My main interest in VideoCore is in turning a Pi 4B into a quite powerful, self-contained, standalone Arduino-style board. Bootloader, program loader, and user program all held in Boot Eeprom; no SD Card, no USB or network booting required.
That would be cool, even better if something like a Basic interpreted can fit into it.
Well... The EEPROM is 512KB... Considering the original IBM PC maxed out at 640KB and the early ones only started with 16KB, a BASIC interpreter *ought* to fit...

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Re: Raspberry Pi 4 ROM bootloader

Thu Dec 12, 2019 5:26 am

Gavinmc42 wrote:
Thu Dec 12, 2019 1:56 am
OP is First time poster.
It is like going into KFC for the first time and asking what are your 11 secret herbs and spices?
My main interest in VideoCore is in turning a Pi 4B into a quite powerful, self-contained, standalone Arduino-style board. Bootloader, program loader, and user program all held in Boot Eeprom; no SD Card, no USB or network booting required.
That would be cool, even better if something like a Basic interpreted can fit into it.
This all argues that he hasn't looked at the Pi very closely and *really* doesn't know what he's talking about. Not only would he have to figure out how to do enough VC6 programming, but he'd have to work out how to flash the EEPROM as well. Then there is the problem of convincing the ARM CPUs to load and run anything from the EEPROM. He'd probably be better off finding components to build his own (non-Pi) system from the ground up.

A practical alternative would probably be to use a CM3+ with as much flash storage as he thinks he needs...either on board, or on the carrier.

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Re: Raspberry Pi 4 ROM bootloader

Thu Dec 12, 2019 6:59 am

Is the OP asking us to reverse engineer the boot code?
And Dump it?

Most of this has been reverse E for the VC4 Pi's, Kristina's bootloader etc.
And the reason why it was halted, which pretty much still applies.
https://github.com/christinaa/rpi-open- ... /issues/37

Nice idea but lots of work.
Still it's a 512KB EEPROM.
Someday, someone might do it.
Not today ;)
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Re: Raspberry Pi 4 ROM bootloader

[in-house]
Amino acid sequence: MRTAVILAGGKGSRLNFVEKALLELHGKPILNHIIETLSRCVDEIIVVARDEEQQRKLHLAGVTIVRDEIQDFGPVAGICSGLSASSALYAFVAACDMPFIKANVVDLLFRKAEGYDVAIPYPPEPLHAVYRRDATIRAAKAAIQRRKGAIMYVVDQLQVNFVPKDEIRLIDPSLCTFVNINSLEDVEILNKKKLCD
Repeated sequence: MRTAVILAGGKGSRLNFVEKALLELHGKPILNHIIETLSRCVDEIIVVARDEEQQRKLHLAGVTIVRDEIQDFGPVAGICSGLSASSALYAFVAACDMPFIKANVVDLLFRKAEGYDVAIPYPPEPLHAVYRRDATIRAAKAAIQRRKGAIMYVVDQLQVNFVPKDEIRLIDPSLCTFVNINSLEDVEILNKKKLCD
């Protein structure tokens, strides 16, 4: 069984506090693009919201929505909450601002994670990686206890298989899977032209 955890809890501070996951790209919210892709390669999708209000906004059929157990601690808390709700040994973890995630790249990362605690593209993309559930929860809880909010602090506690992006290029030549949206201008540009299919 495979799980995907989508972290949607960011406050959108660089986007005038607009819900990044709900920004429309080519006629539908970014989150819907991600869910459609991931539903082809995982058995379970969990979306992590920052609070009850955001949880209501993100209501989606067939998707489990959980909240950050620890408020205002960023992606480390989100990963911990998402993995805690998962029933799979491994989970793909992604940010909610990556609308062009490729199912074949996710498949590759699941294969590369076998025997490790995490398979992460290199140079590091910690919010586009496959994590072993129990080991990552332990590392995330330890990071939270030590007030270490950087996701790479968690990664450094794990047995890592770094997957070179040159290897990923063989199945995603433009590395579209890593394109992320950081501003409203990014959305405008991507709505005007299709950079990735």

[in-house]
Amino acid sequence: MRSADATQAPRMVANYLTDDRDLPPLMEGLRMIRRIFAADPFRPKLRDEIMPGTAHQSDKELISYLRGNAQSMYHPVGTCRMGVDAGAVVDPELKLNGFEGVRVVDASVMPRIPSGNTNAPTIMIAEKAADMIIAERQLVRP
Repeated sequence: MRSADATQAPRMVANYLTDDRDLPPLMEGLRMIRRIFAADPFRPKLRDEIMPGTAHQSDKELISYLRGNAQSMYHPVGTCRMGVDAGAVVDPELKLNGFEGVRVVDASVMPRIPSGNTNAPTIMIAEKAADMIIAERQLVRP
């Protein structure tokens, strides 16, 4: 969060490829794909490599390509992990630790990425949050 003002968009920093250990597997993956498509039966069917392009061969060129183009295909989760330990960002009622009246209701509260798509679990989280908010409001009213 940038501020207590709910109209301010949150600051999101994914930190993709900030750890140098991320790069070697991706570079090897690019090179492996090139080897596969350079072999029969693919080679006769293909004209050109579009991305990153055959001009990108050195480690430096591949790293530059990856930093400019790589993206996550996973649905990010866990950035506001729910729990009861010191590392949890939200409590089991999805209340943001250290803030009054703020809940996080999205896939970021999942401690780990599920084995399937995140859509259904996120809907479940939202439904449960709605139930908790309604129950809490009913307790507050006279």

Thu Dec 12, 2019 9:00 am

W. H. Heydt wrote:
Thu Dec 12, 2019 5:26 am
This all argues that he hasn't looked at the Pi very closely and *really* doesn't know what he's talking about. Not only would he have to figure out how to do enough VC6 programming, but he'd have to work out how to flash the EEPROM as well. Then there is the problem of convincing the ARM CPUs to load and run anything from the EEPROM.
We don't know what the OP's interest in the ROM bootloadeer is or what their plans may be.

Flashing the Boot Eeprom is perhaps the easiest part. The ROM bootloader already includes a means to initially program the Boot Eeprom from a file on SD Card when it's there and it's booted. The flashrom utility will program it from userland and the chip itself is well documented. Once programmed it should be able to flash itself.

There's not necessarily any need to start up the ARM cores but it is feasible. It depends on what one wants to create, who one is targeting. There's not necessarily any need to support all of what a Pi is capable of. That capabilities 'go to waste' isn't necessarily a concern for some target audiences.

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Re: Raspberry Pi 4 ROM bootloader

Thu Dec 12, 2019 9:08 am

W. H. Heydt wrote:
Thu Dec 12, 2019 5:26 am
Then there is the problem of convincing the ARM CPUs to load and run anything from the EEPROM.